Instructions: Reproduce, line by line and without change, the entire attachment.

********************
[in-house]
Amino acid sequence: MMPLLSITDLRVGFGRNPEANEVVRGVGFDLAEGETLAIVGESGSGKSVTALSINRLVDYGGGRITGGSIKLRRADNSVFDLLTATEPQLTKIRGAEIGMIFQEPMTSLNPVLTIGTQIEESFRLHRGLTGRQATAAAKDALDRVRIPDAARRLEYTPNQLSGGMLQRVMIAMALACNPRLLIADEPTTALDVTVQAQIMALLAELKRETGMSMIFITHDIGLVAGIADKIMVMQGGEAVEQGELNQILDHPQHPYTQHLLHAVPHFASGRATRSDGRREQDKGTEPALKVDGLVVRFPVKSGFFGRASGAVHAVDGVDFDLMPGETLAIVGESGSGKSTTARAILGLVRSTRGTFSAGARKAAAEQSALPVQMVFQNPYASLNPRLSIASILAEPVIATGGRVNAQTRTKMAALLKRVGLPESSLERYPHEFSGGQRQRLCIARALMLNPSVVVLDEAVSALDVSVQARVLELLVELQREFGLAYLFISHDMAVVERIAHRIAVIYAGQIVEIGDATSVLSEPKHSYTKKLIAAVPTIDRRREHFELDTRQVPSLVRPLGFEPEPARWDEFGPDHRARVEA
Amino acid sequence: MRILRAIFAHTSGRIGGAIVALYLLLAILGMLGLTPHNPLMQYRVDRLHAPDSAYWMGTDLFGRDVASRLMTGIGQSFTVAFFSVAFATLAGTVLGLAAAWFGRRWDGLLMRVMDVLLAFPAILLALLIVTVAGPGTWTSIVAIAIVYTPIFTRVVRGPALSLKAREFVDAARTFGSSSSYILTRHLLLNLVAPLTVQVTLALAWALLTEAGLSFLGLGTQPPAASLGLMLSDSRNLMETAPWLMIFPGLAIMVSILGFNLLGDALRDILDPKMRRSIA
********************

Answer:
[in-house]
Amino acid sequence: MMPLLSITDLRVGFGRNPEANEVVRGVGFDLAEGETLAIVGESGSGKSVTALSINRLVDYGGGRITGGSIKLRRADNSVFDLLTATEPQLTKIRGAEIGMIFQEPMTSLNPVLTIGTQIEESFRLHRGLTGRQATAAAKDALDRVRIPDAARRLEYTPNQLSGGMLQRVMIAMALACNPRLLIADEPTTALDVTVQAQIMALLAELKRETGMSMIFITHDIGLVAGIADKIMVMQGGEAVEQGELNQILDHPQHPYTQHLLHAVPHFASGRATRSDGRREQDKGTEPALKVDGLVVRFPVKSGFFGRASGAVHAVDGVDFDLMPGETLAIVGESGSGKSTTARAILGLVRSTRGTFSAGARKAAAEQSALPVQMVFQNPYASLNPRLSIASILAEPVIATGGRVNAQTRTKMAALLKRVGLPESSLERYPHEFSGGQRQRLCIARALMLNPSVVVLDEAVSALDVSVQARVLELLVELQREFGLAYLFISHDMAVVERIAHRIAVIYAGQIVEIGDATSVLSEPKHSYTKKLIAAVPTIDRRREHFELDTRQVPSLVRPLGFEPEPARWDEFGPDHRARVEA
Amino acid sequence: MRILRAIFAHTSGRIGGAIVALYLLLAILGMLGLTPHNPLMQYRVDRLHAPDSAYWMGTDLFGRDVASRLMTGIGQSFTVAFFSVAFATLAGTVLGLAAAWFGRRWDGLLMRVMDVLLAFPAILLALLIVTVAGPGTWTSIVAIAIVYTPIFTRVVRGPALSLKAREFVDAARTFGSSSSYILTRHLLLNLVAPLTVQVTLALAWALLTEAGLSFLGLGTQPPAASLGLMLSDSRNLMETAPWLMIFPGLAIMVSILGFNLLGDALRDILDPKMRRSIA